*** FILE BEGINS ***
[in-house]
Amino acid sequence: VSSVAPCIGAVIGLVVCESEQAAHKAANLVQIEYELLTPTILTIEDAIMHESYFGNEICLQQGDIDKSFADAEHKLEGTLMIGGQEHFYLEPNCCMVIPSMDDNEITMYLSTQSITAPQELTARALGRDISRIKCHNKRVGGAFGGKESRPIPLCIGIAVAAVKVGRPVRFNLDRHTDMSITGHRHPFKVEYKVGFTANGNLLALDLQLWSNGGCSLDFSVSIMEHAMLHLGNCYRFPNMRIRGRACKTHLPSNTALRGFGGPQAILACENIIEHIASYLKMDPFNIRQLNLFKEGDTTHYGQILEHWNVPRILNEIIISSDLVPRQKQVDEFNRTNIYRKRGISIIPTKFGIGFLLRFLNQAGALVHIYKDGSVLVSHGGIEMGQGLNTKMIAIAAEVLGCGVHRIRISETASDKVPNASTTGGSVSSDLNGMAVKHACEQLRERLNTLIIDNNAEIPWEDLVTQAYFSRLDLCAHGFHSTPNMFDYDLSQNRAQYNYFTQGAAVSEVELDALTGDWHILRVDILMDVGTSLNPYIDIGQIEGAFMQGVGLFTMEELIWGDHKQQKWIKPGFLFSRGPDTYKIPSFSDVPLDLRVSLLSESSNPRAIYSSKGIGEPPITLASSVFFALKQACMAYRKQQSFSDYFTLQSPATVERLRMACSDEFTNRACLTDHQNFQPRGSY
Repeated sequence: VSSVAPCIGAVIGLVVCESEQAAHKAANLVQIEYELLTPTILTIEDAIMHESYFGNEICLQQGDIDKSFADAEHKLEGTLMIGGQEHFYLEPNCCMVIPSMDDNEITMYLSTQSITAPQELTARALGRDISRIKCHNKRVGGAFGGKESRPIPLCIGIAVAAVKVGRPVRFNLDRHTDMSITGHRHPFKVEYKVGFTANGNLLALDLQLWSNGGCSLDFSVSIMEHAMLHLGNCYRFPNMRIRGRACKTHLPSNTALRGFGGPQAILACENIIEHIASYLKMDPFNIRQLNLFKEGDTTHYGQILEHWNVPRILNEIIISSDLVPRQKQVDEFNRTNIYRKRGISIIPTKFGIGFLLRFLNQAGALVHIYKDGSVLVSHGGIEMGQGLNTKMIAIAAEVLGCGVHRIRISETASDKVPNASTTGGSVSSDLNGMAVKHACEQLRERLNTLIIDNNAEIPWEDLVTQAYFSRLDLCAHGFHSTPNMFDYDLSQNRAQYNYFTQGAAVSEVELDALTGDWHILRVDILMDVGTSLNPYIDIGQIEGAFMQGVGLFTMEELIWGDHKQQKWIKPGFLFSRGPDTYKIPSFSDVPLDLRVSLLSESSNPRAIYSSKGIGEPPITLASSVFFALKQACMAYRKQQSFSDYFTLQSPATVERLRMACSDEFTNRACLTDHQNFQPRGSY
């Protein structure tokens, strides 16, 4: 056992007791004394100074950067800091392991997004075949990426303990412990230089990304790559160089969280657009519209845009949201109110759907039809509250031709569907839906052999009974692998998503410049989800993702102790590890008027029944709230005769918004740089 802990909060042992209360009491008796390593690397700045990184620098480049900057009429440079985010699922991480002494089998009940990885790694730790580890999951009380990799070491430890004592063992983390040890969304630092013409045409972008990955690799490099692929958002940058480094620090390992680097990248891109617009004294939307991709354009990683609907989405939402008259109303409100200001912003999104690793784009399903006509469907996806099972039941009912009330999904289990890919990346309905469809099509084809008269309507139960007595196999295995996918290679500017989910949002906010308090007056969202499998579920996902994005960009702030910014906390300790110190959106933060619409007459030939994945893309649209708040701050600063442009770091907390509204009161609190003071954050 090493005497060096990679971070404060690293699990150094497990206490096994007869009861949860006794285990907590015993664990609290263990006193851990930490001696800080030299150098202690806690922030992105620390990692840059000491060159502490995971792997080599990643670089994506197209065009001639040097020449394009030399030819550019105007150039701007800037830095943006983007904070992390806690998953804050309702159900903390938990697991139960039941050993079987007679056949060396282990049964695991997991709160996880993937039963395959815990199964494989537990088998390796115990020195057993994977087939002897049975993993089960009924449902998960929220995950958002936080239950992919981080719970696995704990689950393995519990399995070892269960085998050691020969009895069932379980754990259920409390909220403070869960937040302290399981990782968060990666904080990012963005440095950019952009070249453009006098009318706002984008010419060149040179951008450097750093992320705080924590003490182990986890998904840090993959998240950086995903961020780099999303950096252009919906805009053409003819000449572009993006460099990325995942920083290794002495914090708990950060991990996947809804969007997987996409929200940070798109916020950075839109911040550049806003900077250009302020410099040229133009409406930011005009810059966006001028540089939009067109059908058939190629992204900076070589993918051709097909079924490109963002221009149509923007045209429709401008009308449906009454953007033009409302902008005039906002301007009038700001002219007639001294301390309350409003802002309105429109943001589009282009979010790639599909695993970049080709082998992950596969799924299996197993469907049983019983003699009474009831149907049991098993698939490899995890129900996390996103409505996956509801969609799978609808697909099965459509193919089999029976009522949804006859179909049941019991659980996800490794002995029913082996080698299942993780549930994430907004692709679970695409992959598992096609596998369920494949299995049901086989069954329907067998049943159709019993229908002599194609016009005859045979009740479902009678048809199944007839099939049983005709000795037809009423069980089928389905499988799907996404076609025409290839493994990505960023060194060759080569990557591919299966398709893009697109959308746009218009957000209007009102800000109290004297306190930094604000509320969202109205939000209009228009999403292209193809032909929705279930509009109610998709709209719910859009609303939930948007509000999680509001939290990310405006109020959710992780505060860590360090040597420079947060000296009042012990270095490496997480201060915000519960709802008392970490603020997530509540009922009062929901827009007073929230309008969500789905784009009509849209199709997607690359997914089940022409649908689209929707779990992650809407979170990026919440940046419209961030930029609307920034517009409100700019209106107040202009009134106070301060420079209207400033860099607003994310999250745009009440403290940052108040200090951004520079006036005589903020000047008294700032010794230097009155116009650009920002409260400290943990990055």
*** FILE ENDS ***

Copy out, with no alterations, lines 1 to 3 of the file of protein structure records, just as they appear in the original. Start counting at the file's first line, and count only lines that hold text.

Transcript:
[in-house]
Amino acid sequence: VSSVAPCIGAVIGLVVCESEQAAHKAANLVQIEYELLTPTILTIEDAIMHESYFGNEICLQQGDIDKSFADAEHKLEGTLMIGGQEHFYLEPNCCMVIPSMDDNEITMYLSTQSITAPQELTARALGRDISRIKCHNKRVGGAFGGKESRPIPLCIGIAVAAVKVGRPVRFNLDRHTDMSITGHRHPFKVEYKVGFTANGNLLALDLQLWSNGGCSLDFSVSIMEHAMLHLGNCYRFPNMRIRGRACKTHLPSNTALRGFGGPQAILACENIIEHIASYLKMDPFNIRQLNLFKEGDTTHYGQILEHWNVPRILNEIIISSDLVPRQKQVDEFNRTNIYRKRGISIIPTKFGIGFLLRFLNQAGALVHIYKDGSVLVSHGGIEMGQGLNTKMIAIAAEVLGCGVHRIRISETASDKVPNASTTGGSVSSDLNGMAVKHACEQLRERLNTLIIDNNAEIPWEDLVTQAYFSRLDLCAHGFHSTPNMFDYDLSQNRAQYNYFTQGAAVSEVELDALTGDWHILRVDILMDVGTSLNPYIDIGQIEGAFMQGVGLFTMEELIWGDHKQQKWIKPGFLFSRGPDTYKIPSFSDVPLDLRVSLLSESSNPRAIYSSKGIGEPPITLASSVFFALKQACMAYRKQQSFSDYFTLQSPATVERLRMACSDEFTNRACLTDHQNFQPRGSY
Repeated sequence: VSSVAPCIGAVIGLVVCESEQAAHKAANLVQIEYELLTPTILTIEDAIMHESYFGNEICLQQGDIDKSFADAEHKLEGTLMIGGQEHFYLEPNCCMVIPSMDDNEITMYLSTQSITAPQELTARALGRDISRIKCHNKRVGGAFGGKESRPIPLCIGIAVAAVKVGRPVRFNLDRHTDMSITGHRHPFKVEYKVGFTANGNLLALDLQLWSNGGCSLDFSVSIMEHAMLHLGNCYRFPNMRIRGRACKTHLPSNTALRGFGGPQAILACENIIEHIASYLKMDPFNIRQLNLFKEGDTTHYGQILEHWNVPRILNEIIISSDLVPRQKQVDEFNRTNIYRKRGISIIPTKFGIGFLLRFLNQAGALVHIYKDGSVLVSHGGIEMGQGLNTKMIAIAAEVLGCGVHRIRISETASDKVPNASTTGGSVSSDLNGMAVKHACEQLRERLNTLIIDNNAEIPWEDLVTQAYFSRLDLCAHGFHSTPNMFDYDLSQNRAQYNYFTQGAAVSEVELDALTGDWHILRVDILMDVGTSLNPYIDIGQIEGAFMQGVGLFTMEELIWGDHKQQKWIKPGFLFSRGPDTYKIPSFSDVPLDLRVSLLSESSNPRAIYSSKGIGEPPITLASSVFFALKQACMAYRKQQSFSDYFTLQSPATVERLRMACSDEFTNRACLTDHQNFQPRGSY